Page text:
The steam turbine-driven generators have auxiliary systems enabling them to work satisfactorily and safely. The steam turbine generator being rotating equipment generally has a heavy, large diameter shaft. The shaft therefore requires not only supports but also has to be kept in position while running. To minimize the frictional resistance to the rotation, the shaft has a number of bearings. The bearing shells, in which the shaft rotates, are lined with a low friction material like Babbitt metal. Oil lubrication is provided to further reduce the friction between shaft and bearing surface and to limit the heat generated.

A 95 MW Generator at BTPS, New Delhi

Barring Gear (or Turning Gear)

Barring gear is the term used for the mechanism provided for rotation of the turbine generator shaft at a very low speed (about one revolution per minute) after unit stoppages for any reason. Once the unit is "tripped" (i.e., the turbine steam inlet valve is closed), the turbine starts slowing or "coasting down". When it stops completely, there is a tendency for the turbine shaft to deflect or bend if allowed to remain in one position too long. This deflection is because the heat inside the turbine casing tends to concentrate in the top half of the casing, thus making the top half portion of the shaft hotter than the bottom half. The shaft therefore warps or bends by millionths of inches, only detectable by monitoring eccentricity meters. But this small amount of shaft deflection would be enough to cause vibrations and damage the entire steam turbine generator unit when it is restarted. Therefore, the shaft is not permitted to come to a complete stop by a mechanism known as "turning gear" or "barring gear" that automatically takes over to rotate the unit at a preset low speed. If the unit is shut down for major maintenance, then the barring gear must be kept in service until the temperatures of the casings and bearings are sufficiently low.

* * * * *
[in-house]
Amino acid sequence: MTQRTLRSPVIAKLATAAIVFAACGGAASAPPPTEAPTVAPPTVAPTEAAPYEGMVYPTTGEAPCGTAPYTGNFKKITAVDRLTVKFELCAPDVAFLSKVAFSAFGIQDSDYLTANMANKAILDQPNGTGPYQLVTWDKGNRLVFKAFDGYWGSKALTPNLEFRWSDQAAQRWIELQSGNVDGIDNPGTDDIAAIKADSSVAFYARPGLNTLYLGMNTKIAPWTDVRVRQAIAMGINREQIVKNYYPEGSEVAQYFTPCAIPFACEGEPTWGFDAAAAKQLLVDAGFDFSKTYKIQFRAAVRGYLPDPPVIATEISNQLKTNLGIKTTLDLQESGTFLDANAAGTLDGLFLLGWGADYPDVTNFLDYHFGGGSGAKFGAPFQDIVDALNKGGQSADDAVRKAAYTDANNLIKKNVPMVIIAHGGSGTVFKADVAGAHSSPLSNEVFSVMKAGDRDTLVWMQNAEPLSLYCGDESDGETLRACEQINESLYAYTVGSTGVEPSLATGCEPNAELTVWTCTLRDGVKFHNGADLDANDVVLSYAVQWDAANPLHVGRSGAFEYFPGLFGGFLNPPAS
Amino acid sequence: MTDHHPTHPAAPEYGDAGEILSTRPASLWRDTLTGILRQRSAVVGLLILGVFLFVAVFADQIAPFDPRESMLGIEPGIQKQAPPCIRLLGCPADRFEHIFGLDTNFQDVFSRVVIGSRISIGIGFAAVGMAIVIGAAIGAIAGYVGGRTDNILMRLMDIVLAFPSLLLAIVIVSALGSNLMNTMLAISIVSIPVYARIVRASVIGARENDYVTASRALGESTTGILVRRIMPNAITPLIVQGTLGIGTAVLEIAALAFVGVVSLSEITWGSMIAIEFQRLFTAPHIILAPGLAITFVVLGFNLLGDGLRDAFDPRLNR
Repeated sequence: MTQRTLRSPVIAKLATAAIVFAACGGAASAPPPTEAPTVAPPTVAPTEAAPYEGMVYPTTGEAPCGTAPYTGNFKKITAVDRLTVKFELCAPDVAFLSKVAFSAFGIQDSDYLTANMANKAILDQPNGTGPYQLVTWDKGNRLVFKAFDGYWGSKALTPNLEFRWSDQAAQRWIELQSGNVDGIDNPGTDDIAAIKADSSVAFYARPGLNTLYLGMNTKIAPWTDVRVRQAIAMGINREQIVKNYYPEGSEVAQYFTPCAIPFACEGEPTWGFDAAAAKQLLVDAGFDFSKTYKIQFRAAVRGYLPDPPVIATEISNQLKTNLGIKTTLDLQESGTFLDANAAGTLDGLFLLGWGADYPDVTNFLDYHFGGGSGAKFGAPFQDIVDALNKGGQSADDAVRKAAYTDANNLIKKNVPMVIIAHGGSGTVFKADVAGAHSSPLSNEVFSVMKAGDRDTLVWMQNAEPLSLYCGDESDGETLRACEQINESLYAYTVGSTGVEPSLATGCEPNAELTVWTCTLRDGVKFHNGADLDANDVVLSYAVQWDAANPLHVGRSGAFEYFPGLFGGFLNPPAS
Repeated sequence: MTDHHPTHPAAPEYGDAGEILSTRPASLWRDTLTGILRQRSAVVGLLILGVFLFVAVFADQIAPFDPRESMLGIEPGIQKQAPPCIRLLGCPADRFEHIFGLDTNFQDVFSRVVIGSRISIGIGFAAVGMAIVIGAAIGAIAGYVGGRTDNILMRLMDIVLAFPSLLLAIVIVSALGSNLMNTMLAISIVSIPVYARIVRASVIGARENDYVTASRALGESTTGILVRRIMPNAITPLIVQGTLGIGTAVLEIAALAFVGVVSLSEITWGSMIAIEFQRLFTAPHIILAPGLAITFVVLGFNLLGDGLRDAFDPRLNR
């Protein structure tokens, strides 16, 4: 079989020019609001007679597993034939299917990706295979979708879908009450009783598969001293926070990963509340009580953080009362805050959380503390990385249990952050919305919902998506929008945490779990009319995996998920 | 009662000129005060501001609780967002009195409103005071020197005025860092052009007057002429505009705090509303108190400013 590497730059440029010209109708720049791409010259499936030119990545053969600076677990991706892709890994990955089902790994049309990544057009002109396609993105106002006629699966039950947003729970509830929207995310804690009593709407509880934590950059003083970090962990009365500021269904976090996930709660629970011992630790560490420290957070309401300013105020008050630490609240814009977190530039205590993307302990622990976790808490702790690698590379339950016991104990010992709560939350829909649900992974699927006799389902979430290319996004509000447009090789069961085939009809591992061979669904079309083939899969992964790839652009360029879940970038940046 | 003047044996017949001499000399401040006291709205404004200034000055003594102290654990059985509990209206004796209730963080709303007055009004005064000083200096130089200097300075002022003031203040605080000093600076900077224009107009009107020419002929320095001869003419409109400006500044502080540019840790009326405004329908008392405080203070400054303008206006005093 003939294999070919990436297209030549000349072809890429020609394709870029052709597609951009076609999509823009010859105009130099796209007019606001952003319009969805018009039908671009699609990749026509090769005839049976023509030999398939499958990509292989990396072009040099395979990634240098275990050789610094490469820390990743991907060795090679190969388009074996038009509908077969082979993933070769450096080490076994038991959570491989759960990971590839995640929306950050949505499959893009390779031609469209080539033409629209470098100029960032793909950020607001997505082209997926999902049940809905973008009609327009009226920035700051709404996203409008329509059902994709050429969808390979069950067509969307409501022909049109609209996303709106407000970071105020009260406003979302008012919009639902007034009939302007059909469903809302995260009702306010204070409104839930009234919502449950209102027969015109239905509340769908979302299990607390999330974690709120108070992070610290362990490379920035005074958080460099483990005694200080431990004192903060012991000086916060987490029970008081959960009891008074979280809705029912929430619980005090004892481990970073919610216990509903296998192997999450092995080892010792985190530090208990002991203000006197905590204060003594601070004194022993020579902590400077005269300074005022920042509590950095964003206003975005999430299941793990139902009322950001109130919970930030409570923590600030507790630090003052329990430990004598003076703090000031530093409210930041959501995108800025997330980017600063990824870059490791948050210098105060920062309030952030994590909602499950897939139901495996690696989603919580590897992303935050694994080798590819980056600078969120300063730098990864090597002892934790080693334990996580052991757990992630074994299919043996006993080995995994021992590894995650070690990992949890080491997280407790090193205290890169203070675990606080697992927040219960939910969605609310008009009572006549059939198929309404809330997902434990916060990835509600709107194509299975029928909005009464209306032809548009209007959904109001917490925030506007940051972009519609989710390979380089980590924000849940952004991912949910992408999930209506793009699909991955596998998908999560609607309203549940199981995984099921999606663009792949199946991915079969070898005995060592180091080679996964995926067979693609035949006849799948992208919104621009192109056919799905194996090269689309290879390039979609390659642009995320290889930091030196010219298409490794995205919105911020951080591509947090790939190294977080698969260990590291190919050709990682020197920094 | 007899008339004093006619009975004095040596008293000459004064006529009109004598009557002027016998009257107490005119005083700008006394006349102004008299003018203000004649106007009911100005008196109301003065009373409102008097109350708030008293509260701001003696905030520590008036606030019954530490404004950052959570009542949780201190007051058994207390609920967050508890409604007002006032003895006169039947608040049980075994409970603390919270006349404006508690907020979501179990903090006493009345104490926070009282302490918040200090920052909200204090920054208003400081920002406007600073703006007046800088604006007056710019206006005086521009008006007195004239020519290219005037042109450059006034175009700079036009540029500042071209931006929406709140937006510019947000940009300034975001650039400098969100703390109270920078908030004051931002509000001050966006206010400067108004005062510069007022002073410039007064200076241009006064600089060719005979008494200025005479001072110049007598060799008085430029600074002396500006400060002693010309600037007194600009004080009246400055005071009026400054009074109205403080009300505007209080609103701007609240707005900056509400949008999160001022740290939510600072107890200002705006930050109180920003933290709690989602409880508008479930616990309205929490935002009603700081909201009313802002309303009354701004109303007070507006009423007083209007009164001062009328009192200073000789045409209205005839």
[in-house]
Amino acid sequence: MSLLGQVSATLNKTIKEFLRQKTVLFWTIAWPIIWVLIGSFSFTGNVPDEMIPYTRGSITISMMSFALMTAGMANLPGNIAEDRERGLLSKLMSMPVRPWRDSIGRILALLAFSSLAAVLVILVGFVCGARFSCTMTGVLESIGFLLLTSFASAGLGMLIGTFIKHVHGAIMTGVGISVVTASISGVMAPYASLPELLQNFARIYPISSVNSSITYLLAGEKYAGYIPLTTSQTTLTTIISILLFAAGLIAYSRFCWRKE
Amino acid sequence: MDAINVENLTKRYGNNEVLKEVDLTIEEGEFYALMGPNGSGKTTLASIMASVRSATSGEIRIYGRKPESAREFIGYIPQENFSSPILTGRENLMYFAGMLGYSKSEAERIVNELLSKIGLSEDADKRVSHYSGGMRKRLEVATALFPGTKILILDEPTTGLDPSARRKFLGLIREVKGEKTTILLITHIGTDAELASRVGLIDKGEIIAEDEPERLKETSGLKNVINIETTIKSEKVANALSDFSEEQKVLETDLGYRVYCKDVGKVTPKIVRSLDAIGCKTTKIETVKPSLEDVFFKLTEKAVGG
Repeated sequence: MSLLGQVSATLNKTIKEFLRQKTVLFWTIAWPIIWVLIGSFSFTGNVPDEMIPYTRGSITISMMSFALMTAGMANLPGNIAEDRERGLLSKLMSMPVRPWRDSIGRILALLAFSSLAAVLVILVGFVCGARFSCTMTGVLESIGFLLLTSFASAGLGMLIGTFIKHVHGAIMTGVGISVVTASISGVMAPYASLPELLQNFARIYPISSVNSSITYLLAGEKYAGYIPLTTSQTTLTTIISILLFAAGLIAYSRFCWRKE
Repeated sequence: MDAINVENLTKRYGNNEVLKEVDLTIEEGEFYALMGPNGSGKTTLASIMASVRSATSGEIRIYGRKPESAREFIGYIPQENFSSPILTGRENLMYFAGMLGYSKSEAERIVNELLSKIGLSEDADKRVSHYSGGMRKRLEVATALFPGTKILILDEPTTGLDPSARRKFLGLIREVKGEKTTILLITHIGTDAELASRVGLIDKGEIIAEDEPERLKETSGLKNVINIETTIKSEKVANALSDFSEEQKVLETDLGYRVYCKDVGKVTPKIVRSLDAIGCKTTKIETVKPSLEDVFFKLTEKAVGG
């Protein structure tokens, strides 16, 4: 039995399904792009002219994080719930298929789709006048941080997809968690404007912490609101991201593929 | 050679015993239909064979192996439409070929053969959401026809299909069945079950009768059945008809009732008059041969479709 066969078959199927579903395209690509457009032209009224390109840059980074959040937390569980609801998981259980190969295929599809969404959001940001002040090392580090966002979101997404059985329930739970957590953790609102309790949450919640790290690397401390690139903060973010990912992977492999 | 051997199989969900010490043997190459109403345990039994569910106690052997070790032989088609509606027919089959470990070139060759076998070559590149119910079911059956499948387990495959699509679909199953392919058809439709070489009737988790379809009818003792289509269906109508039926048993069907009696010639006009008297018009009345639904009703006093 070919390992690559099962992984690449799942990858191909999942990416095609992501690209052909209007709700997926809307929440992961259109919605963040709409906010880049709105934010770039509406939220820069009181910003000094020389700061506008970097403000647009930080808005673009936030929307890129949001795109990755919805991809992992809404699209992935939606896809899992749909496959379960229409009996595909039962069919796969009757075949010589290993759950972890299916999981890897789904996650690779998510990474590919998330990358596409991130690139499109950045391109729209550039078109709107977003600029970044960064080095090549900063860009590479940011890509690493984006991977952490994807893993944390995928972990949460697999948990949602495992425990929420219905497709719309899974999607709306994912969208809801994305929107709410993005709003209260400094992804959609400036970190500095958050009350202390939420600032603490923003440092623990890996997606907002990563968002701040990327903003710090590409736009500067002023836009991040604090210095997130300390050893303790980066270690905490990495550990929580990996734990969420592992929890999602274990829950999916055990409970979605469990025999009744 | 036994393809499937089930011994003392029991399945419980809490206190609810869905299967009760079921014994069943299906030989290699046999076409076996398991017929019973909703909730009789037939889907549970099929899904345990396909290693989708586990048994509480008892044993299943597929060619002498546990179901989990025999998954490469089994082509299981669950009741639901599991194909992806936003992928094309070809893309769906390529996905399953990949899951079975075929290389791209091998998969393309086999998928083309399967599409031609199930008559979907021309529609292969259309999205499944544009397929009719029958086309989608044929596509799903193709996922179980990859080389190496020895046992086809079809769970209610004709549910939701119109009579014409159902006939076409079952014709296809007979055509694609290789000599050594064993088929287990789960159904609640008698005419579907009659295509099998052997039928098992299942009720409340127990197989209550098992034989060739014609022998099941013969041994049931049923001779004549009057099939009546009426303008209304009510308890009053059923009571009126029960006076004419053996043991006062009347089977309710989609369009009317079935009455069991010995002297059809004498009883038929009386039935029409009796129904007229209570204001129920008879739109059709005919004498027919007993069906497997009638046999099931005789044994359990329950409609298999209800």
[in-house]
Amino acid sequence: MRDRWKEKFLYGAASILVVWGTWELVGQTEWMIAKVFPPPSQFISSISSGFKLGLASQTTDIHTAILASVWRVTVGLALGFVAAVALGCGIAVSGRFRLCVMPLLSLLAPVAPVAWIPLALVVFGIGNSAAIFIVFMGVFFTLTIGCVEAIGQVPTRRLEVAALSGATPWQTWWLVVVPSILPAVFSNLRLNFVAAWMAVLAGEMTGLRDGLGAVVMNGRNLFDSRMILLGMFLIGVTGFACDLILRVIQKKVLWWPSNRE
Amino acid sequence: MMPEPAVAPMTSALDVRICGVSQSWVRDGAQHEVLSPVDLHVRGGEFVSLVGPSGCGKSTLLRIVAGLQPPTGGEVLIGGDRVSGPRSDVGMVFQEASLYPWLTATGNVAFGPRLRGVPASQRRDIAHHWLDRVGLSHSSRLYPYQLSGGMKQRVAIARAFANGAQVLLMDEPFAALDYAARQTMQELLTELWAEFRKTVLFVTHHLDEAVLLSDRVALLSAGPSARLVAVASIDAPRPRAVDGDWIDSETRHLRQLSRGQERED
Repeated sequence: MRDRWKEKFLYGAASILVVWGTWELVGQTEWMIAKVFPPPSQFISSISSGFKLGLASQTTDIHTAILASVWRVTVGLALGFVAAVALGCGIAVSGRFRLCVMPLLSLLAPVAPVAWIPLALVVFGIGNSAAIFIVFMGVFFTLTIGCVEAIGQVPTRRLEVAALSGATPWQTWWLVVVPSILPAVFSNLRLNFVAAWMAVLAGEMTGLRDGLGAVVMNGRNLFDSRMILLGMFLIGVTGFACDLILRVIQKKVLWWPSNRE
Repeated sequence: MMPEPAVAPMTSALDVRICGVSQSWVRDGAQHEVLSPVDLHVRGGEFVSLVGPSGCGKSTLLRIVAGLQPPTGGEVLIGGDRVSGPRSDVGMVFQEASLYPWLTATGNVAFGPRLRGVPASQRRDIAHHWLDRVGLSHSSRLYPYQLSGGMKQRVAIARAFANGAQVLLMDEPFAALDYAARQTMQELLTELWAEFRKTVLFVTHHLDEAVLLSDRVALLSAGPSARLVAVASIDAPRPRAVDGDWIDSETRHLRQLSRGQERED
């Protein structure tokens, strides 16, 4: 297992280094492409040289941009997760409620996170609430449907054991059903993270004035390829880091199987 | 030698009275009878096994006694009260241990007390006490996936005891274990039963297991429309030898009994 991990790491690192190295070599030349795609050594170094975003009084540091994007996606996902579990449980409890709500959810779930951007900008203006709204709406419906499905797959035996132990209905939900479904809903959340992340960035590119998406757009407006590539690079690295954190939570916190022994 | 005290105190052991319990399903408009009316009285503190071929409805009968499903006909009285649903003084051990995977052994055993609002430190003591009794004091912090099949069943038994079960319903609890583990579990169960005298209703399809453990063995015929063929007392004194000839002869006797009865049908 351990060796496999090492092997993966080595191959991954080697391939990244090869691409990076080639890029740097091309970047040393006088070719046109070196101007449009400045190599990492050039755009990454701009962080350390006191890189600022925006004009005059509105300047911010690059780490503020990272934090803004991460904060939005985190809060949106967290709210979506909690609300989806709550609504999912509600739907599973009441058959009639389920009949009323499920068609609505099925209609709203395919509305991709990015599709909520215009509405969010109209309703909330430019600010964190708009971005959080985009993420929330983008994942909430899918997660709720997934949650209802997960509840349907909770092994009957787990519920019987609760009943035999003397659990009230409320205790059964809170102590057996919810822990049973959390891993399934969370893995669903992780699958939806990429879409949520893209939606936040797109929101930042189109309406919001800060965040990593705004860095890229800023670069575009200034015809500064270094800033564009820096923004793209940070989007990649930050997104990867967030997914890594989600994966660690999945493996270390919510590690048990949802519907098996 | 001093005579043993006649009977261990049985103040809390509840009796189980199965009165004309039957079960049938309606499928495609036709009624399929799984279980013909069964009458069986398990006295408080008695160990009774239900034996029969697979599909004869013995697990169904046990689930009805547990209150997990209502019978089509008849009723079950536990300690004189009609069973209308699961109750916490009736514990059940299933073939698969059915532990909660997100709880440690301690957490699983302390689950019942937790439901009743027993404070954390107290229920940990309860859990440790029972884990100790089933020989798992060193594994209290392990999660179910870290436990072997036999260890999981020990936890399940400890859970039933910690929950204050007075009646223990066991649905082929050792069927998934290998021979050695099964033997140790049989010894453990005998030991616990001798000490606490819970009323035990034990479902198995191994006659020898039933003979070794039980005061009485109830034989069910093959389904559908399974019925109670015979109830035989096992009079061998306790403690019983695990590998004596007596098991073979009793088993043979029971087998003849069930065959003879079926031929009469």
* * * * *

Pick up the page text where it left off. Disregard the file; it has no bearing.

Condenser The surface condenser is a shell and tube heat exchanger in which cooling water is circulated through the tubes. The exhaust steam from the low pressure turbine enters the shell where it is cooled and converted to condensate (water) by flowing over the tubes as shown in the adjacent diagram. Such condensers use steam ejectors or rotary motor-driven exhausters for continuous removal of air and gases from the steam side to maintain vacuum. A Typical Water Cooled Condenser For best efficiency, the temperature in the condenser must be kept as low as practical in order to achieve the lowest possible pressure in the condensing steam. Since the condenser temperature can almost always be kept significantly below 100 C where the vapour pressure of water is much less than atmospheric pressure, the condenser generally works under vacuum. Thus leaks of noncondensible air into the closed loop must be prevented. Plants operating in hot climates may have to reduce output if their source of condenser cooling water becomes warmer; unfortunately this usually coincides with periods of high electrical demand for air conditioning. The condenser generally uses either circulating cooling water from a cooling tower to reject waste heat to the atmosphere, or once-through water from a river, lake or ocean.

A typical water cooled condensor